So it’s up to the ocean community to revive the Sea Party and all the other grassroots efforts by Oceana, Surfrider, Sierra Club, Greenpeace, Clean Ocean Action in NJ, SODA POP in South Carolina, Assateague Coastkeeper in Maryland, legal and policy actions by NRDC, local mayors and chambers of commerce, etc. that helped turned things around in 2015 and 2016. We also need to learn from our past victories of the 1980s and stand in solidarity with the folks in the Gulf of Mexico including Gulf Restoration Network, the Louisiana Bucket Brigade, the Houma Nation, Green Army and others who also marched against new lease sales last March because even in Louisiana and coastal Texas people are tired of having their waters and their health be the national sacrifice zone for the fossil fuel industry.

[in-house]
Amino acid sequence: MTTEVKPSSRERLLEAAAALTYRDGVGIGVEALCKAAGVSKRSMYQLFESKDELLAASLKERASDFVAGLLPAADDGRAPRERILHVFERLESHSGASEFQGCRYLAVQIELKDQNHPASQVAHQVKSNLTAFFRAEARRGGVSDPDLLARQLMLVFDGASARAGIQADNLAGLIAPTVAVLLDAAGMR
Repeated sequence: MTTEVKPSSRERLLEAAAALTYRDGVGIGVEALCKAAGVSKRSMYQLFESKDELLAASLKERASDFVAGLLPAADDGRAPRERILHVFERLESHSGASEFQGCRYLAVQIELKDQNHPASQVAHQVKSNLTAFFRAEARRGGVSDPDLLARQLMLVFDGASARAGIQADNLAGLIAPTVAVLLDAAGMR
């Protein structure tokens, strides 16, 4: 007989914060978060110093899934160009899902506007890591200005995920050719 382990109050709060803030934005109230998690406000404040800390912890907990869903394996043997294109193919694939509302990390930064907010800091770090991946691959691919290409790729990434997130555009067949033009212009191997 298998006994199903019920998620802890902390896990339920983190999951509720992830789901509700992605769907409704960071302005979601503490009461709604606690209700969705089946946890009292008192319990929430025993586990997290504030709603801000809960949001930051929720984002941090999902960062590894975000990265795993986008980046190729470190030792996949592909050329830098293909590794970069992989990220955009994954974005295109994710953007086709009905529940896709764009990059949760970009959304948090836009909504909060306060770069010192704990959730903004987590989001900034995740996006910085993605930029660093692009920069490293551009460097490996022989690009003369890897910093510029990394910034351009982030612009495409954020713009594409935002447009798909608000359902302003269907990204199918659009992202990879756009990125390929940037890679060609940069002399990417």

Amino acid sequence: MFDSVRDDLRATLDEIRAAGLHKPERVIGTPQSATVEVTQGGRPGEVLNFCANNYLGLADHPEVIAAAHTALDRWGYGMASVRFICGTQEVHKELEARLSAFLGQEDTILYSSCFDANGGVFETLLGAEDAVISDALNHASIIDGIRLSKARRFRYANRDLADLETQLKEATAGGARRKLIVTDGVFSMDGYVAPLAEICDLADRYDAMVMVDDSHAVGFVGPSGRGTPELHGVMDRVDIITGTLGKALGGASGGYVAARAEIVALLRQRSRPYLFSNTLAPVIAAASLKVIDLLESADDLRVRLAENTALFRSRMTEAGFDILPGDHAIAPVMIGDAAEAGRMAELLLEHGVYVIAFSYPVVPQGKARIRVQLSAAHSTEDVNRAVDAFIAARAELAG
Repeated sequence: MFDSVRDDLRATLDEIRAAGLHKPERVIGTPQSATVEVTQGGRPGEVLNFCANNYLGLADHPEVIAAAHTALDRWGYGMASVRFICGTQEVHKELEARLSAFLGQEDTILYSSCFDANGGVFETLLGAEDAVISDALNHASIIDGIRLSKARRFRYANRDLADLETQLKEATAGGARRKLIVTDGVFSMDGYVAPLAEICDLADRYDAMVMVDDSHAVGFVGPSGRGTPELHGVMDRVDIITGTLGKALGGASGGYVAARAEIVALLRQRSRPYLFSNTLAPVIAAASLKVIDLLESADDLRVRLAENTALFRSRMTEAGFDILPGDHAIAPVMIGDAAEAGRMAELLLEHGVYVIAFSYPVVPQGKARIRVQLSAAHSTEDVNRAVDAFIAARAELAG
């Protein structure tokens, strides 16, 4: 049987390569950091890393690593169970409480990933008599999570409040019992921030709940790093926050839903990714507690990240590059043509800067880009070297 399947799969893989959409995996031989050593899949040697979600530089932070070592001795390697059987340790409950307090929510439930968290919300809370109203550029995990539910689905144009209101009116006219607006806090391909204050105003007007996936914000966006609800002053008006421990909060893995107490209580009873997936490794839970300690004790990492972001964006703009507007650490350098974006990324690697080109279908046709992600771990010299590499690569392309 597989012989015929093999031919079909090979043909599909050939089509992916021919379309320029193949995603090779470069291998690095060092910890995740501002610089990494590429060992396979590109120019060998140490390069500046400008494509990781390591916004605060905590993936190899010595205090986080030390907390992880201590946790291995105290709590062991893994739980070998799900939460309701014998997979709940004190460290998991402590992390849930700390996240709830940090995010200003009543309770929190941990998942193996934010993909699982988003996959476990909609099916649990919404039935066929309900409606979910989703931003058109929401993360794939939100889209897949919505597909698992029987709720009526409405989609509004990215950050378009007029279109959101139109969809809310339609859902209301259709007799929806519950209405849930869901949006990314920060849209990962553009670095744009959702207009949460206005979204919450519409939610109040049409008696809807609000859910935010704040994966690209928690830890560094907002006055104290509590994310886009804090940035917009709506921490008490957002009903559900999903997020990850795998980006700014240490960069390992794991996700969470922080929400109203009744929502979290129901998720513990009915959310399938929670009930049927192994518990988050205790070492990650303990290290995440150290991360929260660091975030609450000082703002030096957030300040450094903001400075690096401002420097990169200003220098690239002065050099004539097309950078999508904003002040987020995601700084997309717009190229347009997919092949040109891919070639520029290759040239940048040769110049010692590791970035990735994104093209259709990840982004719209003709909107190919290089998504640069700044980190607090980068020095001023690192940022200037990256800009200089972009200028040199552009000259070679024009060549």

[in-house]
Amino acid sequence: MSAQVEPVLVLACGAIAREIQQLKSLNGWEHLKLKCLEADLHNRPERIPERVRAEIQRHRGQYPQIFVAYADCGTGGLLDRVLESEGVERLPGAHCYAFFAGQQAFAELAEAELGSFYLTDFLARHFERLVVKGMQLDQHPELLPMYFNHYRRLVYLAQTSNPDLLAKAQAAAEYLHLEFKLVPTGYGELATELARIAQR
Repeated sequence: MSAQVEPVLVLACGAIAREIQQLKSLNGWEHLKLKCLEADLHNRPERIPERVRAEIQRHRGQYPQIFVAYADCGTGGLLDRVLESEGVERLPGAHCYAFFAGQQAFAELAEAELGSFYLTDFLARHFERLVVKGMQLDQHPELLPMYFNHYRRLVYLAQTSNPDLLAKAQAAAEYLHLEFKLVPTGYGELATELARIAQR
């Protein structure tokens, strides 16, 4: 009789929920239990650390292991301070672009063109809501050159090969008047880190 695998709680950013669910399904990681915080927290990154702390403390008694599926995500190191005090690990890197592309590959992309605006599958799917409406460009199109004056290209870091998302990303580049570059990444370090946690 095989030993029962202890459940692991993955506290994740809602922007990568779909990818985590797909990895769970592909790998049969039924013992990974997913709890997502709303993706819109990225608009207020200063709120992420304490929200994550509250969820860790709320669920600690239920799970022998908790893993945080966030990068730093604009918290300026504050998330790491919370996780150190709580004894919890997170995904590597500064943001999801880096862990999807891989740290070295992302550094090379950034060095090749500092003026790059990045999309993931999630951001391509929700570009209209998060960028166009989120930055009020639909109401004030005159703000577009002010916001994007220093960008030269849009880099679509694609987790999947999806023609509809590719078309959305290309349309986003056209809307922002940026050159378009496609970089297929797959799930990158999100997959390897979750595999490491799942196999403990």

Plus as a movement it’s time we put an end to the lie about jobs in the oil and pipeline industry. Solar is now the fastest growing jobs generator in the energy sector, growing almost 25% between 2015 and 2016 while thousands of workers were being laid off in the oil and gas industry. With 373,000 solar jobs according to an industry report, solar now outstrips the natural gas (fracking) boom in terms of employment and has 3 times the number of workers as the coal industry. Add about 100,000 jobs in the wind sector and clean job creation is closing in on the half a million now employed by Big Oil. But unlike fossil fuel jobs, solar & wind (average pay over $25 an hour) don’t go through booms and busts, or give their workers black lung and cancer, or disrupt the global climate system. Plus there’s still huge potential in U.S. offshore wind. This past year saw the first U.S. commercial wind turbines installed off Rhode Island. The Block Island Wind Farm can generate up to 30 Megawatts of power. The European Union by contrast already has 12,631 Megawatts of installed offshore wind power.